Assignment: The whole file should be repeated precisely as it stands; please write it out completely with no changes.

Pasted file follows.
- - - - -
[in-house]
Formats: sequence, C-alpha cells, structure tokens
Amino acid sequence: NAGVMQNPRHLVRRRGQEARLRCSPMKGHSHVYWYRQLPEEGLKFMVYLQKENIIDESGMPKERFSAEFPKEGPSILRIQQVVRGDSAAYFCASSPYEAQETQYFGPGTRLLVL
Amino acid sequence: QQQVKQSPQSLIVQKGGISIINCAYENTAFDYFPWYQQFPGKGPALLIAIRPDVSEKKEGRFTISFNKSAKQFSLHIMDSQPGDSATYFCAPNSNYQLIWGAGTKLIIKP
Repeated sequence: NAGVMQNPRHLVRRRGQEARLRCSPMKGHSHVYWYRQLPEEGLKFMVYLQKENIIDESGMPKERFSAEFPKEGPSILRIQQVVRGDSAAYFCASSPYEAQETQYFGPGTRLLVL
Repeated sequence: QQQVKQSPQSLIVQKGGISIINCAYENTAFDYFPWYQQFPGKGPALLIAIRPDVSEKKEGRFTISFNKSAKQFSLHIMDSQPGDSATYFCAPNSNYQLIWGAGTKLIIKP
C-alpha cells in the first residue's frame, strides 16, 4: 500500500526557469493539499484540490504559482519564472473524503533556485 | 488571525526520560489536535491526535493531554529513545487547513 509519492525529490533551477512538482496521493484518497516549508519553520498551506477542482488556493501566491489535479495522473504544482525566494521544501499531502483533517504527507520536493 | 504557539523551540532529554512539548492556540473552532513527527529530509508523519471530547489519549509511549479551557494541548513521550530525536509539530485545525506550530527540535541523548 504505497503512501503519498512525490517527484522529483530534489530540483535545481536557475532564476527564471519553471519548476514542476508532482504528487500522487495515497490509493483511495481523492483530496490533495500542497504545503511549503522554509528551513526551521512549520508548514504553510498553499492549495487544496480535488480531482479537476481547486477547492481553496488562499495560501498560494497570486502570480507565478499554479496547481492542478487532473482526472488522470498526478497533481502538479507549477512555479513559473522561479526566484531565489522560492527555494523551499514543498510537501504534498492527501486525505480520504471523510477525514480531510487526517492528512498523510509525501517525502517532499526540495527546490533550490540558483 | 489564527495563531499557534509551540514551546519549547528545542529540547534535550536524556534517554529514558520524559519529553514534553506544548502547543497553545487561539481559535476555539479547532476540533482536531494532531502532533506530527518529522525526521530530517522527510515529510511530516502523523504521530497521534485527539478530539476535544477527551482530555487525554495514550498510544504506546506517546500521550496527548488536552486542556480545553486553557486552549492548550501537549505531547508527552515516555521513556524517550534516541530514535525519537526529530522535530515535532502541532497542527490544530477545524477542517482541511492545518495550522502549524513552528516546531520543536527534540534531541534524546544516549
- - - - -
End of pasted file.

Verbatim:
[in-house]
Formats: sequence, C-alpha cells, structure tokens
Amino acid sequence: NAGVMQNPRHLVRRRGQEARLRCSPMKGHSHVYWYRQLPEEGLKFMVYLQKENIIDESGMPKERFSAEFPKEGPSILRIQQVVRGDSAAYFCASSPYEAQETQYFGPGTRLLVL
Amino acid sequence: QQQVKQSPQSLIVQKGGISIINCAYENTAFDYFPWYQQFPGKGPALLIAIRPDVSEKKEGRFTISFNKSAKQFSLHIMDSQPGDSATYFCAPNSNYQLIWGAGTKLIIKP
Repeated sequence: NAGVMQNPRHLVRRRGQEARLRCSPMKGHSHVYWYRQLPEEGLKFMVYLQKENIIDESGMPKERFSAEFPKEGPSILRIQQVVRGDSAAYFCASSPYEAQETQYFGPGTRLLVL
Repeated sequence: QQQVKQSPQSLIVQKGGISIINCAYENTAFDYFPWYQQFPGKGPALLIAIRPDVSEKKEGRFTISFNKSAKQFSLHIMDSQPGDSATYFCAPNSNYQLIWGAGTKLIIKP
C-alpha cells in the first residue's frame, strides 16, 4: 500500500526557469493539499484540490504559482519564472473524503533556485 | 488571525526520560489536535491526535493531554529513545487547513 509519492525529490533551477512538482496521493484518497516549508519553520498551506477542482488556493501566491489535479495522473504544482525566494521544501499531502483533517504527507520536493 | 504557539523551540532529554512539548492556540473552532513527527529530509508523519471530547489519549509511549479551557494541548513521550530525536509539530485545525506550530527540535541523548 504505497503512501503519498512525490517527484522529483530534489530540483535545481536557475532564476527564471519553471519548476514542476508532482504528487500522487495515497490509493483511495481523492483530496490533495500542497504545503511549503522554509528551513526551521512549520508548514504553510498553499492549495487544496480535488480531482479537476481547486477547492481553496488562499495560501498560494497570486502570480507565478499554479496547481492542478487532473482526472488522470498526478497533481502538479507549477512555479513559473522561479526566484531565489522560492527555494523551499514543498510537501504534498492527501486525505480520504471523510477525514480531510487526517492528512498523510509525501517525502517532499526540495527546490533550490540558483 | 489564527495563531499557534509551540514551546519549547528545542529540547534535550536524556534517554529514558520524559519529553514534553506544548502547543497553545487561539481559535476555539479547532476540533482536531494532531502532533506530527518529522525526521530530517522527510515529510511530516502523523504521530497521534485527539478530539476535544477527551482530555487525554495514550498510544504506546506517546500521550496527548488536552486542556480545553486553557486552549492548550501537549505531547508527552515516555521513556524517550534516541530514535525519537526529530522535530515535532502541532497542527490544530477545524477542517482541511492545518495550522502549524513552528516546531520543536527534540534531541534524546544516549